A state lawmaker's recent disclosure that she is a gambling addict and was removed from a casino after adding herself to the state’s self-exclusion list has highlighted a program that — by design — is little known to the public.
Louisiana’s self-exclusion program, in which problem gamblers can voluntarily ban themselves from casinos and other gaming establishments in the state, has been around for more than a decade, but it’s rarely mentioned publicly. State Police, charged with administering the program, keep most information about it confidential.
“The Louisiana State Police will not comment in regards to the process of the program out of respect for those that utilize it to deal with personal challenges,” spokesman Lt. Nick Manale said in response to a request from The Advocate for additional information about the program, including how many people are on the self-ban rolls.
State Police sources have said some in the agency are concerned that the disclosure of Sen. Karen Carter Peterson’s inclusion could dissuade other addicts from adding their names to the self-exclusion list out of privacy concerns.
Peterson, a state senator from New Orleans and chairwoman of the state Democratic Party, disclosed in an email last month that she has a gambling problem after a New Orleans television station reported that she had violated a casino ban.
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Peterson received a misdemeanor summons after gambling at L’Auberge Casino in Baton Rouge in February.
In the revelation that was also posted to her Facebook page, Peterson said she has been a gambling addict for years.
“It is a disease,” she wrote. “From time to time, I have relapsed; I have let myself down as well as family and friends who are near and dear to me.”
She voluntarily entered the program that made it illegal for her to enter gambling establishments in the state two years ago.
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“Under this program, I consented to allowing any of these officials who see me in a gambling establishment to escort me out and to issue a summons,” she wrote. “Recently while experiencing challenging times, I violated my voluntary ban and was issued a summons. The program worked as it should. I certainly regret failing to uphold my agreement to avoid casinos.”
Problem gambling affects an estimated 1% of the adult population in the United States. Louisiana's gambling help line fields about 700 calls a year from people concerned that they may have a gambling problem.
Experts generally view self-exclusion as an effective method of curbing problem gambling when someone signs up, but others argue that the programs can be hard to enforce and their effectiveness is questionable.
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According to available documents about Louisiana's program, including state laws, Gaming Control Board policies and State Police resources online, banning one’s self from a casino is a deliberate process that begins with a formal meeting at one of five State Police Gaming Operations field offices located across the state.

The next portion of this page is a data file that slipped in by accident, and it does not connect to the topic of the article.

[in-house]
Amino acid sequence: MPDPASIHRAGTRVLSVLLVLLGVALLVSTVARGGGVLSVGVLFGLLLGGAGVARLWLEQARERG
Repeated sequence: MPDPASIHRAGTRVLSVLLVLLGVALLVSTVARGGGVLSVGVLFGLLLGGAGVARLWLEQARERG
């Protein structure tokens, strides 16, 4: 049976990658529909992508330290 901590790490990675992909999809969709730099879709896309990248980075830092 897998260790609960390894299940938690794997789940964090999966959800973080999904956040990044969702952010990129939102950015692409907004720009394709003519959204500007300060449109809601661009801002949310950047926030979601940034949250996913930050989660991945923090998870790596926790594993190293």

“In order to ensure that a division agent will be available, it is always best to schedule an appointment at the appropriate field office,” the State Police website notes.
At that meeting, the person requesting exclusion is photographed, and their picture is distributed to select gaming officials at each establishment — many of them use facial recognition software — under the Gaming Control Board’s purview. The information is excluded from the Louisiana Public Records Act.
A person on the self-exclusion rolls cannot claim any winnings if they violate the ban and also cannot accept any complimentary goods or services. Casinos also are barred from sending marketing materials to those on the list.
Getting off the list is also a tightly regulated process.
Anyone added to the self-exclusion rolls remains there for a minimum of five years. There is no process for removing one’s name from it earlier.
After the five-year period, a person can petition to have their name removed but must provide a written recommendation from a "qualified mental health professional." Removal is final only after a hearing and determination from the Gaming Control Board “that there is no longer a basis for you to be maintained on the self-exclusion list.”
Although Louisiana provides scant information about its self-exclusion list, other states have been more forthcoming with how many people are on their rolls and who is most affected.
Missouri, which had one of the first statewide self-ban programs in the country, has been studied extensively because it has made its information available to researchers. According to those studies, men and women are equally inclined to enroll, and a majority of people who enroll are in their early 40s.